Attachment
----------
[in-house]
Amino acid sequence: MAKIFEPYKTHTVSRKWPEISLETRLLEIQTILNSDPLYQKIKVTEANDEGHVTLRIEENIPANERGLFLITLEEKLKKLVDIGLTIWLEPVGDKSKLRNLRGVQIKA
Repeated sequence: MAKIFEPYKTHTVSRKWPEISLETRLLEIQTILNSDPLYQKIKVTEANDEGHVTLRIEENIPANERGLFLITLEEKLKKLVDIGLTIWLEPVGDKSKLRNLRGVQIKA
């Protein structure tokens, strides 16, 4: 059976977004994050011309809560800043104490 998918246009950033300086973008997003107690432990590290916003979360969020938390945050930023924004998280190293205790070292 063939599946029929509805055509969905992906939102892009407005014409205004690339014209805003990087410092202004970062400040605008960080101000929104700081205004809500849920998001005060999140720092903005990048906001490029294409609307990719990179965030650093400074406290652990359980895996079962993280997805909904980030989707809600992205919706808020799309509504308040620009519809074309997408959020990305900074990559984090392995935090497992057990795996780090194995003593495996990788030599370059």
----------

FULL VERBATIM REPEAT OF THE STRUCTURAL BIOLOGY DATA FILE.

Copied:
[in-house]
Amino acid sequence: MAKIFEPYKTHTVSRKWPEISLETRLLEIQTILNSDPLYQKIKVTEANDEGHVTLRIEENIPANERGLFLITLEEKLKKLVDIGLTIWLEPVGDKSKLRNLRGVQIKA
Repeated sequence: MAKIFEPYKTHTVSRKWPEISLETRLLEIQTILNSDPLYQKIKVTEANDEGHVTLRIEENIPANERGLFLITLEEKLKKLVDIGLTIWLEPVGDKSKLRNLRGVQIKA
């Protein structure tokens, strides 16, 4: 059976977004994050011309809560800043104490 998918246009950033300086973008997003107690432990590290916003979360969020938390945050930023924004998280190293205790070292 063939599946029929509805055509969905992906939102892009407005014409205004690339014209805003990087410092202004970062400040605008960080101000929104700081205004809500849920998001005060999140720092903005990048906001490029294409609307990719990179965030650093400074406290652990359980895996079962993280997805909904980030989707809600992205919706808020799309509504308040620009519809074309997408959020990305900074990559984090392995935090497992057990795996780090194995003593495996990788030599370059």